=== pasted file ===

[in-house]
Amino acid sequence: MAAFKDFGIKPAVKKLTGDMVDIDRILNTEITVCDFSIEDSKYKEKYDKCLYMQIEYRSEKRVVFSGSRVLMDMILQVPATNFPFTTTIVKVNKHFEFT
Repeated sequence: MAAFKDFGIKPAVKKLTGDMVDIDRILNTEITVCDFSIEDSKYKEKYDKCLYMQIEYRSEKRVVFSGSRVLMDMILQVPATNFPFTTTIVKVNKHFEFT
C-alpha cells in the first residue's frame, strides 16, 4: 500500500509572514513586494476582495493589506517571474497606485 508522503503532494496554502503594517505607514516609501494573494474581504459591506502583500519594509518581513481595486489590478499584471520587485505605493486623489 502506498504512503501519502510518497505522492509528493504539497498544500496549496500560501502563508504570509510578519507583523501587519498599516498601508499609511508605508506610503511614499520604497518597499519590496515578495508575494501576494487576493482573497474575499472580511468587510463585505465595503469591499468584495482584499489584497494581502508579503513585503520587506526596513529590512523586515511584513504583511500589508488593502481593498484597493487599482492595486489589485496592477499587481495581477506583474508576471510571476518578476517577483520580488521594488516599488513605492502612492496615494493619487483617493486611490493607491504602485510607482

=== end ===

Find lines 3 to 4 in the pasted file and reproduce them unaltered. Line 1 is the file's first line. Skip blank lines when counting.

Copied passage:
Repeated sequence: MAAFKDFGIKPAVKKLTGDMVDIDRILNTEITVCDFSIEDSKYKEKYDKCLYMQIEYRSEKRVVFSGSRVLMDMILQVPATNFPFTTTIVKVNKHFEFT
C-alpha cells in the first residue's frame, strides 16, 4: 500500500509572514513586494476582495493589506517571474497606485 508522503503532494496554502503594517505607514516609501494573494474581504459591506502583500519594509518581513481595486489590478499584471520587485505605493486623489 502506498504512503501519502510518497505522492509528493504539497498544500496549496500560501502563508504570509510578519507583523501587519498599516498601508499609511508605508506610503511614499520604497518597499519590496515578495508575494501576494487576493482573497474575499472580511468587510463585505465595503469591499468584495482584499489584497494581502508579503513585503520587506526596513529590512523586515511584513504583511500589508488593502481593498484597493487599482492595486489589485496592477499587481495581477506583474508576471510571476518578476517577483520580488521594488516599488513605492502612492496615494493619487483617493486611490493607491504602485510607482